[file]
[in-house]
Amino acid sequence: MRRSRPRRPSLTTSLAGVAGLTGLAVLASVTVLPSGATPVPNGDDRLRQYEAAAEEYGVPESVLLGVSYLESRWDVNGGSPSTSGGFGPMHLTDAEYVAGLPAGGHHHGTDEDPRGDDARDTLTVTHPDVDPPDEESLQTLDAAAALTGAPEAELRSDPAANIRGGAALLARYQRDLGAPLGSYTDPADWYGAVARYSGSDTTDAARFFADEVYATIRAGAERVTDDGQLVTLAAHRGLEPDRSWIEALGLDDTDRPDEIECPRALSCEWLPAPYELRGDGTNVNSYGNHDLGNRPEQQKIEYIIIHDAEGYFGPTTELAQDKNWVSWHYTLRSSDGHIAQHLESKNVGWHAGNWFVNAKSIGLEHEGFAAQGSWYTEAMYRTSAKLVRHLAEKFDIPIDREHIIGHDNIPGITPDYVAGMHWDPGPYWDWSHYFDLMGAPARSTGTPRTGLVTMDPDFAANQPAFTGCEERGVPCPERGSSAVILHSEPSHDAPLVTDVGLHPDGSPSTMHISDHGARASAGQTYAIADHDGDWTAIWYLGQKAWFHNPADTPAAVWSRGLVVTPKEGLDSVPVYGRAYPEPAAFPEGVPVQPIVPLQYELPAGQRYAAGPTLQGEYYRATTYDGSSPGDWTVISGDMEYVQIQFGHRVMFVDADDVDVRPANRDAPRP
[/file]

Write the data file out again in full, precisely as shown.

[in-house]
Amino acid sequence: MRRSRPRRPSLTTSLAGVAGLTGLAVLASVTVLPSGATPVPNGDDRLRQYEAAAEEYGVPESVLLGVSYLESRWDVNGGSPSTSGGFGPMHLTDAEYVAGLPAGGHHHGTDEDPRGDDARDTLTVTHPDVDPPDEESLQTLDAAAALTGAPEAELRSDPAANIRGGAALLARYQRDLGAPLGSYTDPADWYGAVARYSGSDTTDAARFFADEVYATIRAGAERVTDDGQLVTLAAHRGLEPDRSWIEALGLDDTDRPDEIECPRALSCEWLPAPYELRGDGTNVNSYGNHDLGNRPEQQKIEYIIIHDAEGYFGPTTELAQDKNWVSWHYTLRSSDGHIAQHLESKNVGWHAGNWFVNAKSIGLEHEGFAAQGSWYTEAMYRTSAKLVRHLAEKFDIPIDREHIIGHDNIPGITPDYVAGMHWDPGPYWDWSHYFDLMGAPARSTGTPRTGLVTMDPDFAANQPAFTGCEERGVPCPERGSSAVILHSEPSHDAPLVTDVGLHPDGSPSTMHISDHGARASAGQTYAIADHDGDWTAIWYLGQKAWFHNPADTPAAVWSRGLVVTPKEGLDSVPVYGRAYPEPAAFPEGVPVQPIVPLQYELPAGQRYAAGPTLQGEYYRATTYDGSSPGDWTVISGDMEYVQIQFGHRVMFVDADDVDVRPANRDAPRP